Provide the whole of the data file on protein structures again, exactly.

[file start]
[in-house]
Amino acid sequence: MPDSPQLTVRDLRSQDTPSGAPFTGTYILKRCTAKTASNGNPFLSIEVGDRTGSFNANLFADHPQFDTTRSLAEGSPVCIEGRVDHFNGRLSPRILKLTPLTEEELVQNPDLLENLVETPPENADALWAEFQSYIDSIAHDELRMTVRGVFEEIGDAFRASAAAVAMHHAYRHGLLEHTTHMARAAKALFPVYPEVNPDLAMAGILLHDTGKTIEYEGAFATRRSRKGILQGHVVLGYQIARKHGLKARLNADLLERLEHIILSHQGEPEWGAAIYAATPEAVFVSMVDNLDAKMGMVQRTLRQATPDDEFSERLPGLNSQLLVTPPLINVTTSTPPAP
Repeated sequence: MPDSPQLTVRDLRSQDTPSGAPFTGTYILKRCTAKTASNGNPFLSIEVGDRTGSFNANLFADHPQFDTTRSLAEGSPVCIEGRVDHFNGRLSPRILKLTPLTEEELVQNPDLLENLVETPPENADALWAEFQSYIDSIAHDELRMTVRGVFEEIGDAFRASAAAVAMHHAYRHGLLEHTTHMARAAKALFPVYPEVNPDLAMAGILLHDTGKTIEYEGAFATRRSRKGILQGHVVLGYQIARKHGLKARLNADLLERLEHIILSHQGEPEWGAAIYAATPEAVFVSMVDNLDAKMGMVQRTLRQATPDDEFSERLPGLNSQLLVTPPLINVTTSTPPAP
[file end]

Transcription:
[in-house]
Amino acid sequence: MPDSPQLTVRDLRSQDTPSGAPFTGTYILKRCTAKTASNGNPFLSIEVGDRTGSFNANLFADHPQFDTTRSLAEGSPVCIEGRVDHFNGRLSPRILKLTPLTEEELVQNPDLLENLVETPPENADALWAEFQSYIDSIAHDELRMTVRGVFEEIGDAFRASAAAVAMHHAYRHGLLEHTTHMARAAKALFPVYPEVNPDLAMAGILLHDTGKTIEYEGAFATRRSRKGILQGHVVLGYQIARKHGLKARLNADLLERLEHIILSHQGEPEWGAAIYAATPEAVFVSMVDNLDAKMGMVQRTLRQATPDDEFSERLPGLNSQLLVTPPLINVTTSTPPAP
Repeated sequence: MPDSPQLTVRDLRSQDTPSGAPFTGTYILKRCTAKTASNGNPFLSIEVGDRTGSFNANLFADHPQFDTTRSLAEGSPVCIEGRVDHFNGRLSPRILKLTPLTEEELVQNPDLLENLVETPPENADALWAEFQSYIDSIAHDELRMTVRGVFEEIGDAFRASAAAVAMHHAYRHGLLEHTTHMARAAKALFPVYPEVNPDLAMAGILLHDTGKTIEYEGAFATRRSRKGILQGHVVLGYQIARKHGLKARLNADLLERLEHIILSHQGEPEWGAAIYAATPEAVFVSMVDNLDAKMGMVQRTLRQATPDDEFSERLPGLNSQLLVTPPLINVTTSTPPAP